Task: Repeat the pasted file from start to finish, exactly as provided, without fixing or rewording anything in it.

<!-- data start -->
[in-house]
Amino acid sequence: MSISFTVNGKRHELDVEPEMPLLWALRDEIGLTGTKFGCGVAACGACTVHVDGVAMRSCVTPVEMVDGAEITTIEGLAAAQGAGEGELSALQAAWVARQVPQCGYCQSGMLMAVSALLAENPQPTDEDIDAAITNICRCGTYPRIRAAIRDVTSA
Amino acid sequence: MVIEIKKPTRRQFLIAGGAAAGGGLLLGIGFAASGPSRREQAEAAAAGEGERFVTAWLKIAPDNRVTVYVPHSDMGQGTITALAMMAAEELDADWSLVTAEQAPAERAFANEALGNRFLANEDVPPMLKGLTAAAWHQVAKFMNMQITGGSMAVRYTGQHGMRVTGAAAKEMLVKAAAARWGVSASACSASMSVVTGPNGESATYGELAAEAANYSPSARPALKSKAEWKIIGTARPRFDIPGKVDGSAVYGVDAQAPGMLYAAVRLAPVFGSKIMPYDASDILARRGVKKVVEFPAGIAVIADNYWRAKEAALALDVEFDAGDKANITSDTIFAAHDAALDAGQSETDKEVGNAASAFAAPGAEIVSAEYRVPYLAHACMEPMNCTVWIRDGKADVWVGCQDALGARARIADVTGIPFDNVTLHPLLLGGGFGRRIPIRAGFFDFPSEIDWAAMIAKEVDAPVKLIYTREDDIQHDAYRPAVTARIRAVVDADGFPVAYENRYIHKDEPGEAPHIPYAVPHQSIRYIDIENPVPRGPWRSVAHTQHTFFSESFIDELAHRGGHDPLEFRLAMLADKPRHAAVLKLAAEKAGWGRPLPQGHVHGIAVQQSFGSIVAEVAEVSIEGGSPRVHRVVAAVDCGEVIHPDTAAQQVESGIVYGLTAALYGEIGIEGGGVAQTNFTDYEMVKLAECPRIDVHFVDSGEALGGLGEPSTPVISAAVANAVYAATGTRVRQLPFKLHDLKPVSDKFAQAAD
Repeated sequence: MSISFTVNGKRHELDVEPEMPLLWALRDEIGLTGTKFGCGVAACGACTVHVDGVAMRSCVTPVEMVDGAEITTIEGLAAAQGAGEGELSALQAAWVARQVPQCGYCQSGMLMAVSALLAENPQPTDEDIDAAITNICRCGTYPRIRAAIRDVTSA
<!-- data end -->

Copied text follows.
[in-house]
Amino acid sequence: MSISFTVNGKRHELDVEPEMPLLWALRDEIGLTGTKFGCGVAACGACTVHVDGVAMRSCVTPVEMVDGAEITTIEGLAAAQGAGEGELSALQAAWVARQVPQCGYCQSGMLMAVSALLAENPQPTDEDIDAAITNICRCGTYPRIRAAIRDVTSA
Amino acid sequence: MVIEIKKPTRRQFLIAGGAAAGGGLLLGIGFAASGPSRREQAEAAAAGEGERFVTAWLKIAPDNRVTVYVPHSDMGQGTITALAMMAAEELDADWSLVTAEQAPAERAFANEALGNRFLANEDVPPMLKGLTAAAWHQVAKFMNMQITGGSMAVRYTGQHGMRVTGAAAKEMLVKAAAARWGVSASACSASMSVVTGPNGESATYGELAAEAANYSPSARPALKSKAEWKIIGTARPRFDIPGKVDGSAVYGVDAQAPGMLYAAVRLAPVFGSKIMPYDASDILARRGVKKVVEFPAGIAVIADNYWRAKEAALALDVEFDAGDKANITSDTIFAAHDAALDAGQSETDKEVGNAASAFAAPGAEIVSAEYRVPYLAHACMEPMNCTVWIRDGKADVWVGCQDALGARARIADVTGIPFDNVTLHPLLLGGGFGRRIPIRAGFFDFPSEIDWAAMIAKEVDAPVKLIYTREDDIQHDAYRPAVTARIRAVVDADGFPVAYENRYIHKDEPGEAPHIPYAVPHQSIRYIDIENPVPRGPWRSVAHTQHTFFSESFIDELAHRGGHDPLEFRLAMLADKPRHAAVLKLAAEKAGWGRPLPQGHVHGIAVQQSFGSIVAEVAEVSIEGGSPRVHRVVAAVDCGEVIHPDTAAQQVESGIVYGLTAALYGEIGIEGGGVAQTNFTDYEMVKLAECPRIDVHFVDSGEALGGLGEPSTPVISAAVANAVYAATGTRVRQLPFKLHDLKPVSDKFAQAAD
Repeated sequence: MSISFTVNGKRHELDVEPEMPLLWALRDEIGLTGTKFGCGVAACGACTVHVDGVAMRSCVTPVEMVDGAEITTIEGLAAAQGAGEGELSALQAAWVARQVPQCGYCQSGMLMAVSALLAENPQPTDEDIDAAITNICRCGTYPRIRAAIRDVTSA